More ag firms offering health care to workers

Business profits and social justice are slowly merging in the harsh agricultural fields of California, as progressive new company-sponsored clinics emerge to provide direct healthcare to farm workers – including undocumented immigrants.

Agribusiness owners are opening the clinics to provide no-hassle health access to a population who often avoid seeking healthcare even when covered by insurance.

“One of the reasons for opening the clinic was to get our people to go to the doctor,”
says Patty Benkowski, vice president of operations for Western Growers Assurance Trust, which funds a worker-only clinic in Salinas. “It’s amazing the number of people we’ve seen that have never had a physical exam before.”

Opened in August, 2010, the Cedars Health and Wellness Center serves about 500 patients a month. Open six days a week, it costs only $5 per visit, with $5 generic prescriptions, with full laboratory services, including EKGs.

In 2009, growers for the Driscoll’s berry company also opened three low-cost clinics that serve their 18,000 seasonal farm workers and family members in Watsonville, Santa Maria, and Oxnard. (The company also contracts with the Cedars clinic to provide service to its Salinas workers.)

“We are able to make it work because we have a lot of employees,” says Yissel Barajas, director of philanthropy for Reiter Affiliated Companies, growers for Driscoll’s.

“Reiter was spending a lot of money on a health plan for their workers that was not very accessible,” says Barajas, “and (workers) still had to pay a lot of out-of-pocket expenses.”

She says the new clinics improve care on almost every level; they treat only Reiter members, are bilingual, accept walk-in patients, and have limited wait times: 15 minutes with an appointment, 30 minutes for walk-ins.

Operated by the on-site health provider Healthstat, the clinics provide basic and preventative care to workers and their families at a low weekly cost: $2 per worker, $4 with a spouse, and $6 for an entire family.

In the peak month of August, the trio of clinics treated more than 1,800 workers and family members.

Reiter last year also piloted a wellness program for workers that includes healthy eating and “practical” exercise. Plans are to eventually expand the program to all Reiter employees.

The clinics dispense 120 of the most popular prescriptions, including antibiotics and drugs to treat heart disease, hypertension, and other common ailments.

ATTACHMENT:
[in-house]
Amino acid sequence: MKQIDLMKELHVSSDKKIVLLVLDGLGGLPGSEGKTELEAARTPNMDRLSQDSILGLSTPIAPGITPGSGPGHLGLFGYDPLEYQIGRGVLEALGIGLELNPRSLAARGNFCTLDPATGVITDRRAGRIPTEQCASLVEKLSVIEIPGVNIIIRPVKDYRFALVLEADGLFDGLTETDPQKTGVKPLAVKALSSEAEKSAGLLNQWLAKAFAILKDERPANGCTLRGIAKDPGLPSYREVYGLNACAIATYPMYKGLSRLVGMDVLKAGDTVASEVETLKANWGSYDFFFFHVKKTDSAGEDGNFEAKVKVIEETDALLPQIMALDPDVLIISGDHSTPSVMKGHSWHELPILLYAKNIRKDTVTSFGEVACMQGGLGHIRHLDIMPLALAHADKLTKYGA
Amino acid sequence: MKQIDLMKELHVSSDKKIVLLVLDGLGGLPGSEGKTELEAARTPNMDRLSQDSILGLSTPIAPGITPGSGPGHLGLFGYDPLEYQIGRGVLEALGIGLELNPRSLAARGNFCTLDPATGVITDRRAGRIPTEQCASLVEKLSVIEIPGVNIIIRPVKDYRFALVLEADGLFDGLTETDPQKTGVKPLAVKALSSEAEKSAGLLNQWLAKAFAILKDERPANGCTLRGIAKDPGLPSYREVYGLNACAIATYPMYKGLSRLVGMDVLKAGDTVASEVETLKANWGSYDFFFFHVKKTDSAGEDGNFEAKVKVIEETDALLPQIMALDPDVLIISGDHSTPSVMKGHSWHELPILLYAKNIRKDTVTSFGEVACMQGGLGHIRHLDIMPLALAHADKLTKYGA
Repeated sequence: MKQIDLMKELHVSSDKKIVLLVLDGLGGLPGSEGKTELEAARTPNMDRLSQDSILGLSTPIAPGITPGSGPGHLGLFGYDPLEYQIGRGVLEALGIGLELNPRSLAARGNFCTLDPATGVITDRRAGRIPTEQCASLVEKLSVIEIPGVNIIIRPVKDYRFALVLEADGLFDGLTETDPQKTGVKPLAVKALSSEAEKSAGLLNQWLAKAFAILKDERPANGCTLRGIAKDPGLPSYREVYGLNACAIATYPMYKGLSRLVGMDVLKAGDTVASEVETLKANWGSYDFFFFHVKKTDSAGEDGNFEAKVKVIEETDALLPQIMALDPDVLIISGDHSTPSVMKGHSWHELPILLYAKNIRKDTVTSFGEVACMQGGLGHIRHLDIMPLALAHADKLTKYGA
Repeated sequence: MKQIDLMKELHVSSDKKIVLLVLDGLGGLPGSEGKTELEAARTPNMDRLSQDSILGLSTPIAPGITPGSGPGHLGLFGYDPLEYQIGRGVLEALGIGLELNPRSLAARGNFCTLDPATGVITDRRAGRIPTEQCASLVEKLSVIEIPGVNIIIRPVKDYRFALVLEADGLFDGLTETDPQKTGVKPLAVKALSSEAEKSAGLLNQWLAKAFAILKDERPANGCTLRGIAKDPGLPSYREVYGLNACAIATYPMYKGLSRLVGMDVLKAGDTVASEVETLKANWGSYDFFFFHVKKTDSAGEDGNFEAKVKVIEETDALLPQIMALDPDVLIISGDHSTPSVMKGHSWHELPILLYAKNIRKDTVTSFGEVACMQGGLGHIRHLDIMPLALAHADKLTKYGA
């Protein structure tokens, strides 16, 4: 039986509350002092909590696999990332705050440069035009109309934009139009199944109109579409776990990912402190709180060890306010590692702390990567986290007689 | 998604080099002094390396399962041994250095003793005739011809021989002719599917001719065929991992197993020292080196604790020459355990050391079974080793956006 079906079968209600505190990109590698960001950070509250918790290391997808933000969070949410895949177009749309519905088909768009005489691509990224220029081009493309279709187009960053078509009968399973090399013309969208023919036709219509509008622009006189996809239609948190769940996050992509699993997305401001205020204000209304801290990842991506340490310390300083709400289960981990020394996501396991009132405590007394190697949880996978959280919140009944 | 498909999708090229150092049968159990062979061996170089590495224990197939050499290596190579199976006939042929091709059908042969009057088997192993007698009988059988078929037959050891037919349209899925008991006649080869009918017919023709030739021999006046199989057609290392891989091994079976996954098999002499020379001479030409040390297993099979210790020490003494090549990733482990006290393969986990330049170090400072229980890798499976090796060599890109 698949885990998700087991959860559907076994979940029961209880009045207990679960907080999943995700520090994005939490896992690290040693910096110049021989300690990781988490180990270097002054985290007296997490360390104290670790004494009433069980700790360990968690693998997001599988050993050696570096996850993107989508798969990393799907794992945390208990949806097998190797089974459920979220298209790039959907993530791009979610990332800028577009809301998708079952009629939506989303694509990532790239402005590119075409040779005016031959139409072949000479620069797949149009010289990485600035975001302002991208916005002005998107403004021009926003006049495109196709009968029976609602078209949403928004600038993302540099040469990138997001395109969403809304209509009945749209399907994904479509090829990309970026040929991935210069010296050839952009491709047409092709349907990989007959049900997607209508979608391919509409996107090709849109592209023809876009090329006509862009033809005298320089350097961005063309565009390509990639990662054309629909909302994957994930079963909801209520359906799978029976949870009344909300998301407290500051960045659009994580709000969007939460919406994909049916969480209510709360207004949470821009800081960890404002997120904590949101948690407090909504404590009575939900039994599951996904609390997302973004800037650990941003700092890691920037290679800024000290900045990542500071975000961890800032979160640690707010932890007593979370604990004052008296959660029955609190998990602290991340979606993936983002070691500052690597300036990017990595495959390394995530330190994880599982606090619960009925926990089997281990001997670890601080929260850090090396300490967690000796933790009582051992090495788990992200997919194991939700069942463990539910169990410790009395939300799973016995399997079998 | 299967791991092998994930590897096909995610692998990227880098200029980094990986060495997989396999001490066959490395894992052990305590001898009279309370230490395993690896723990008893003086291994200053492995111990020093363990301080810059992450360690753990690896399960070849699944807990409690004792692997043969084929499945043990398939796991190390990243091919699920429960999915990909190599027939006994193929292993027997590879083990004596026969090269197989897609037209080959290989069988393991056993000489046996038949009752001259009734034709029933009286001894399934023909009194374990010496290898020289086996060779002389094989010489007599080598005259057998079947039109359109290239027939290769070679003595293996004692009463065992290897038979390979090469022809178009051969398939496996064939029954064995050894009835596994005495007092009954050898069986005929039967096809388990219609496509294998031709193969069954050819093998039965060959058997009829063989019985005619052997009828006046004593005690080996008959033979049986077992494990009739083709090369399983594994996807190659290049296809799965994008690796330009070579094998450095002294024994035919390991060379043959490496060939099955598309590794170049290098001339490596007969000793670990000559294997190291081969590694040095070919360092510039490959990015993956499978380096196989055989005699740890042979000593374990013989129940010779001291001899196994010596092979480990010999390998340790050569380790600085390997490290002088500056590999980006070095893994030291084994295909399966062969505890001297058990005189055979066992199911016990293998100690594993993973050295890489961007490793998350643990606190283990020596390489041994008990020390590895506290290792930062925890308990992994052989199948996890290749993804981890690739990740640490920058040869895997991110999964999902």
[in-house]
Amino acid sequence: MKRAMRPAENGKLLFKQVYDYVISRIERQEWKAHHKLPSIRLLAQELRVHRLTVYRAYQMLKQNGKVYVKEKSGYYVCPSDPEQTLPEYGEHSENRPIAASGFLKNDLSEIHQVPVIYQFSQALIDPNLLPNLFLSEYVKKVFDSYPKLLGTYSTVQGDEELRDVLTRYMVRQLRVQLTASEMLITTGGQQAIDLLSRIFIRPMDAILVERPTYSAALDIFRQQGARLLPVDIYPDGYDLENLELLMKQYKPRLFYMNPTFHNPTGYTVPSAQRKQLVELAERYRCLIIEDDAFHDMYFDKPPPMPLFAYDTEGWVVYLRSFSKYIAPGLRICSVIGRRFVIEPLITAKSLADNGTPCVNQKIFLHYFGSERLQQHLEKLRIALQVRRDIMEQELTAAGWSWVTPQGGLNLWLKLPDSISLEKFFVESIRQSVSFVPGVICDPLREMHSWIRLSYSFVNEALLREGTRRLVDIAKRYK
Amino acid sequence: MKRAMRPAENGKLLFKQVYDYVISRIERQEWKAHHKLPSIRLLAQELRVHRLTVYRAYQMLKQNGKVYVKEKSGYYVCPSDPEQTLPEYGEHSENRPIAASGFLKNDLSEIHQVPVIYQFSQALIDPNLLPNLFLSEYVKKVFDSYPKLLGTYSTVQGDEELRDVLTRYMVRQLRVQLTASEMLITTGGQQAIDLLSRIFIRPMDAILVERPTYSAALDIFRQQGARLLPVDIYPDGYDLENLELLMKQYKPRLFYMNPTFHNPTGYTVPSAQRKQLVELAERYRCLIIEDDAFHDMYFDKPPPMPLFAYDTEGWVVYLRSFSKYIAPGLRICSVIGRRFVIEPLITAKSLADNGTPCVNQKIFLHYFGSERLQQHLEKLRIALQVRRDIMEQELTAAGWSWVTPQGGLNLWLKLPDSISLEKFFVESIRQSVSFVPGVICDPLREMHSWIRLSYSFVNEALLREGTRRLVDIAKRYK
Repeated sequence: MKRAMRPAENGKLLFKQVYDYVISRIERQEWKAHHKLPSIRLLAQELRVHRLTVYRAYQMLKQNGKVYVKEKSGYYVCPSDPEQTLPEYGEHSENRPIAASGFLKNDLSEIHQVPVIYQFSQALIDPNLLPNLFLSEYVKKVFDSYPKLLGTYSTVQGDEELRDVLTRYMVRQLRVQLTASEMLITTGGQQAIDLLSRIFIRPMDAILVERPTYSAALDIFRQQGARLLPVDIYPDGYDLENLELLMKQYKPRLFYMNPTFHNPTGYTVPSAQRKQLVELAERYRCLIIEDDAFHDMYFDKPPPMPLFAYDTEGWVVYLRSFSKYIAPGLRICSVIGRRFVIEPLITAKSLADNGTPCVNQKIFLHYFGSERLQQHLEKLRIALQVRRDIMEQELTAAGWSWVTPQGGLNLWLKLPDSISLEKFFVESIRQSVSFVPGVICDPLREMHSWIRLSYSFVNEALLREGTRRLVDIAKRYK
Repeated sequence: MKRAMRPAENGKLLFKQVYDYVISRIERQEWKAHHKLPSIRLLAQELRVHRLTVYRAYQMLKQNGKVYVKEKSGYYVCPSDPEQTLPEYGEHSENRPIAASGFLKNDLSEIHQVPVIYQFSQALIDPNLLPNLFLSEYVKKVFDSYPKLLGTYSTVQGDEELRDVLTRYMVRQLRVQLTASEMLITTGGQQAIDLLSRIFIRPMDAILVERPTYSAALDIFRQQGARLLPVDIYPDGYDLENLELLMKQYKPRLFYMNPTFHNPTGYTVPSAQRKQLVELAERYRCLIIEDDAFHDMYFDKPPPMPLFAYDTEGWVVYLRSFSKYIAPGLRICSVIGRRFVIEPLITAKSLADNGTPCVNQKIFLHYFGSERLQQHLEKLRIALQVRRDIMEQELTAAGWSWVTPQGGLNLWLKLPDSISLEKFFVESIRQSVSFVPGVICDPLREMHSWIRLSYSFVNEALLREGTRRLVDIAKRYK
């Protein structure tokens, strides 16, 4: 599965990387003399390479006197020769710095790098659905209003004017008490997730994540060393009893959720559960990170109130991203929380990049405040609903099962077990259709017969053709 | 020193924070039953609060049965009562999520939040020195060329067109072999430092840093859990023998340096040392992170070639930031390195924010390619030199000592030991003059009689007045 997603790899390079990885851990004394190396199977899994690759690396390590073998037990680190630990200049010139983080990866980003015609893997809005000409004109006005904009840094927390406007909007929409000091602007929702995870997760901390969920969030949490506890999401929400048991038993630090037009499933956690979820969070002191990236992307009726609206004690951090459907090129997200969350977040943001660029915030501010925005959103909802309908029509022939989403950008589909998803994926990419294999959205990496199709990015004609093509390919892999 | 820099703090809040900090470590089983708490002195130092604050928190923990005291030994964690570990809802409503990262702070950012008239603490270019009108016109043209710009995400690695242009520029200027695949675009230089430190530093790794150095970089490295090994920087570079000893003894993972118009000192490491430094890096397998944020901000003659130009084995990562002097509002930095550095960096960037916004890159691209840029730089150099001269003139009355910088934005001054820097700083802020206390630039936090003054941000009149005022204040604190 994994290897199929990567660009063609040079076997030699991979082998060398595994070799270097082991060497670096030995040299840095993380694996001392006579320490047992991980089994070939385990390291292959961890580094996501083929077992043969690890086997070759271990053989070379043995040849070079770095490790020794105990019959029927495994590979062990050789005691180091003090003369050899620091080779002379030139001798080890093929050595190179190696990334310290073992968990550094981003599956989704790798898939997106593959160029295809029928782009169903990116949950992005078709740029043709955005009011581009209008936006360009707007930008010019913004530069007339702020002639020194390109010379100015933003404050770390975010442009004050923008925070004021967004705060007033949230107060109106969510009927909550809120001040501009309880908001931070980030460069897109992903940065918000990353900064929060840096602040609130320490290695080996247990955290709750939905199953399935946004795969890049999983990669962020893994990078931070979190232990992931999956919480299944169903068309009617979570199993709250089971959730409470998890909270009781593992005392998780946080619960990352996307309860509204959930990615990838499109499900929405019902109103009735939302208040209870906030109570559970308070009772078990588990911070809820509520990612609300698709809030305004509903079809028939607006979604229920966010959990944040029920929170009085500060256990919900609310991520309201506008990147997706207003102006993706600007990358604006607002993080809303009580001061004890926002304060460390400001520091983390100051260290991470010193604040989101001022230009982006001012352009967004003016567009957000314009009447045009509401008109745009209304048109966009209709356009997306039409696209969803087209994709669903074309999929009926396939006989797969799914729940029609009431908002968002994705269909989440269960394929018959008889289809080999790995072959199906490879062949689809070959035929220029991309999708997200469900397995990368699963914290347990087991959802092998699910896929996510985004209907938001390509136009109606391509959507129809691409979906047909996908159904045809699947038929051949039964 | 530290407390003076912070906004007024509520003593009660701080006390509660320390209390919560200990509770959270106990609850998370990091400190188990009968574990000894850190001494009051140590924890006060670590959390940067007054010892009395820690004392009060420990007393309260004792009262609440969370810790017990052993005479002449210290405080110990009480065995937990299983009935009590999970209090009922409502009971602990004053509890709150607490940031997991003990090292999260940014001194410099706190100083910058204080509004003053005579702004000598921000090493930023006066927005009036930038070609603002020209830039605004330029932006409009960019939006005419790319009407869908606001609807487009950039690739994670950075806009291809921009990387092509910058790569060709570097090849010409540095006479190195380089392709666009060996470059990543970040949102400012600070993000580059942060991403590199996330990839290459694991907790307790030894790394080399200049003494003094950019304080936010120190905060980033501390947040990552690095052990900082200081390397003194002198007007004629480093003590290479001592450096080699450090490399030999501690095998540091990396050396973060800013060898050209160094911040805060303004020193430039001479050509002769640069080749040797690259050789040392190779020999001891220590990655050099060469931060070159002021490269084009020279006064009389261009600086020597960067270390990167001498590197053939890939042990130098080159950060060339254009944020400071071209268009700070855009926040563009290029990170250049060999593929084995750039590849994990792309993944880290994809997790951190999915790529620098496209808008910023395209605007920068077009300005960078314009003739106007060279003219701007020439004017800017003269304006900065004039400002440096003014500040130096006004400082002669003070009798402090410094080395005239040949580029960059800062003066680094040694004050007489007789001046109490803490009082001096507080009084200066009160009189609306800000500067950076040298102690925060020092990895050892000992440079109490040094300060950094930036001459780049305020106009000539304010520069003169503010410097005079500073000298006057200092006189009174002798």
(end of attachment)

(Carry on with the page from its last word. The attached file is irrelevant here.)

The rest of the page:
The Reiter clinics are the brainchild of two men – Garland Reiter, president and CEO of Reiter Affiliated Growers, and Miles Reiter, CEO of Driscoll Strawberry Associates – brothers who gained a reputation for producing premium berries using sophisticated scientific techniques.

“I’ve told Driscoll’s ‘You need to tell Washington about this, because you’ve figured it out,’” says Dr. Marc Schenker, director of the Western Center for Agricultural Health and Safety at UC Davis.

Schenker contrasts the clinics to traditional healthcare providers and their expensive administrative overhead. “With this, you just go in and show your card and you’re in the queue to see the doctor,” he says.

A decade ago the California Agricultural Worker Health Study compiled some of the most comprehensive health data about California farm workers and found a shocking result: 25% of men, and 12% of women had never seen a doctor before. A majority of both sexes had never seen a dentist in their lifetime.

“There were a whole panoply of untreated health conditions,” says Don Villarejo, a longtime farm worker health expert who helped head the study. “You can go down the list, and there they are,” he adds, citing syphilis and other STDs, gum and teeth problems, anemia, obesity, hypertension, even one case of uterine cancer.

The overwhelming number of physical problems, however, were related to back-breaking field work: musculo-skeletal injuries of the back, arms, shoulders, ankles or legs.

These farm workers also showed high incidence of diabetes, due in part to a fat-laden fast food diet.

Running a close second were nearly equal rates of obesity, high blood pressure, and high cholesterol.

Industrial accidents are also common in agricultural production.

“Agriculture is one of the top two or three most hazardous industries in the nation,” says Schenker, also professor of Public Health Science at UC Davis. “There has been some improvement, but not nearly enough.”